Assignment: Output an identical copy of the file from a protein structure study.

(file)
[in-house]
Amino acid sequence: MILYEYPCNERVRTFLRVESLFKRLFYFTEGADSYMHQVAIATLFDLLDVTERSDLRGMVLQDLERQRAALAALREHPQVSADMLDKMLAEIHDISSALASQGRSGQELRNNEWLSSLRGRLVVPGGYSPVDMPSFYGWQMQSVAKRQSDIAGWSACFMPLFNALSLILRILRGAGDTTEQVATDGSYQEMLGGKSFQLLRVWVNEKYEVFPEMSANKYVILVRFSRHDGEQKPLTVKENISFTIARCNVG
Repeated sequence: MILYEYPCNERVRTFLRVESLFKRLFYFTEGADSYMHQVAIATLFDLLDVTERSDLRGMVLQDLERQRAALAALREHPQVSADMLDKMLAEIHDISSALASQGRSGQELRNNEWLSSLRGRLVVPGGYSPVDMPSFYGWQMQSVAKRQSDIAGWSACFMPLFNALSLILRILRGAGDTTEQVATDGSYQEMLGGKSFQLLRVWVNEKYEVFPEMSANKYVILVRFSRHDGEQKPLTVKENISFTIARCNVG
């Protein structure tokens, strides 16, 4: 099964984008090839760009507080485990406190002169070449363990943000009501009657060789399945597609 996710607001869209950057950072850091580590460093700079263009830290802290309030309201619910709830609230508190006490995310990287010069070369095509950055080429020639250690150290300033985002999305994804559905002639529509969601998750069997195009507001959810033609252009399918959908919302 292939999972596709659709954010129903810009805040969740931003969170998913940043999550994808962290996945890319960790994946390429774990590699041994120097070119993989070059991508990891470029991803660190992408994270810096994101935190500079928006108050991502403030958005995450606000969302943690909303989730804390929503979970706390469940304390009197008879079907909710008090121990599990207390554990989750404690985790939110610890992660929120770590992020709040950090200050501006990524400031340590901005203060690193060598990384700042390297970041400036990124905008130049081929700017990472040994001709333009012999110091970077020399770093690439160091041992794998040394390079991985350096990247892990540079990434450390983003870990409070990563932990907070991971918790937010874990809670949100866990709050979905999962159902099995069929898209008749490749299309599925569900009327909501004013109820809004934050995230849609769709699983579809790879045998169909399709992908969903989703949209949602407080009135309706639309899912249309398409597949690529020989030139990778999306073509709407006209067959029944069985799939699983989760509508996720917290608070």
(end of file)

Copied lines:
[in-house]
Amino acid sequence: MILYEYPCNERVRTFLRVESLFKRLFYFTEGADSYMHQVAIATLFDLLDVTERSDLRGMVLQDLERQRAALAALREHPQVSADMLDKMLAEIHDISSALASQGRSGQELRNNEWLSSLRGRLVVPGGYSPVDMPSFYGWQMQSVAKRQSDIAGWSACFMPLFNALSLILRILRGAGDTTEQVATDGSYQEMLGGKSFQLLRVWVNEKYEVFPEMSANKYVILVRFSRHDGEQKPLTVKENISFTIARCNVG
Repeated sequence: MILYEYPCNERVRTFLRVESLFKRLFYFTEGADSYMHQVAIATLFDLLDVTERSDLRGMVLQDLERQRAALAALREHPQVSADMLDKMLAEIHDISSALASQGRSGQELRNNEWLSSLRGRLVVPGGYSPVDMPSFYGWQMQSVAKRQSDIAGWSACFMPLFNALSLILRILRGAGDTTEQVATDGSYQEMLGGKSFQLLRVWVNEKYEVFPEMSANKYVILVRFSRHDGEQKPLTVKENISFTIARCNVG
């Protein structure tokens, strides 16, 4: 099964984008090839760009507080485990406190002169070449363990943000009501009657060789399945597609 996710607001869209950057950072850091580590460093700079263009830290802290309030309201619910709830609230508190006490995310990287010069070369095509950055080429020639250690150290300033985002999305994804559905002639529509969601998750069997195009507001959810033609252009399918959908919302 292939999972596709659709954010129903810009805040969740931003969170998913940043999550994808962290996945890319960790994946390429774990590699041994120097070119993989070059991508990891470029991803660190992408994270810096994101935190500079928006108050991502403030958005995450606000969302943690909303989730804390929503979970706390469940304390009197008879079907909710008090121990599990207390554990989750404690985790939110610890992660929120770590992020709040950090200050501006990524400031340590901005203060690193060598990384700042390297970041400036990124905008130049081929700017990472040994001709333009012999110091970077020399770093690439160091041992794998040394390079991985350096990247892990540079990434450390983003870990409070990563932990907070991971918790937010874990809670949100866990709050979905999962159902099995069929898209008749490749299309599925569900009327909501004013109820809004934050995230849609769709699983579809790879045998169909399709992908969903989703949209949602407080009135309706639309899912249309398409597949690529020989030139990778999306073509709407006209067959029944069985799939699983989760509508996720917290608070």